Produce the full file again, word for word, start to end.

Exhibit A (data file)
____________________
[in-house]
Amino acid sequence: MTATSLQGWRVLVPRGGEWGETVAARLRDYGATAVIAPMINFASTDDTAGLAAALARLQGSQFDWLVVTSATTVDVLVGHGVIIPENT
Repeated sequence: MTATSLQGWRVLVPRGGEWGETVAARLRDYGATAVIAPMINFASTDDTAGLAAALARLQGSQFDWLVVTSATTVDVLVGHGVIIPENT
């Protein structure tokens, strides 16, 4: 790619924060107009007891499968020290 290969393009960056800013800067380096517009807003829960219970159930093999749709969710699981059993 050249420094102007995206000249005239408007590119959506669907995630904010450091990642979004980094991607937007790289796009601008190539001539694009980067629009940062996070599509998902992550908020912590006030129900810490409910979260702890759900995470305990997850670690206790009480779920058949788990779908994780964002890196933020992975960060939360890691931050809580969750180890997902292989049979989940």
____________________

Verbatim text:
[in-house]
Amino acid sequence: MTATSLQGWRVLVPRGGEWGETVAARLRDYGATAVIAPMINFASTDDTAGLAAALARLQGSQFDWLVVTSATTVDVLVGHGVIIPENT
Repeated sequence: MTATSLQGWRVLVPRGGEWGETVAARLRDYGATAVIAPMINFASTDDTAGLAAALARLQGSQFDWLVVTSATTVDVLVGHGVIIPENT
């Protein structure tokens, strides 16, 4: 790619924060107009007891499968020290 290969393009960056800013800067380096517009807003829960219970159930093999749709969710699981059993 050249420094102007995206000249005239408007590119959506669907995630904010450091990642979004980094991607937007790289796009601008190539001539694009980067629009940062996070599509998902992550908020912590006030129900810490409910979260702890759900995470305990997850670690206790009480779920058949788990779908994780964002890196933020992975960060939360890691931050809580969750180890997902292989049979989940």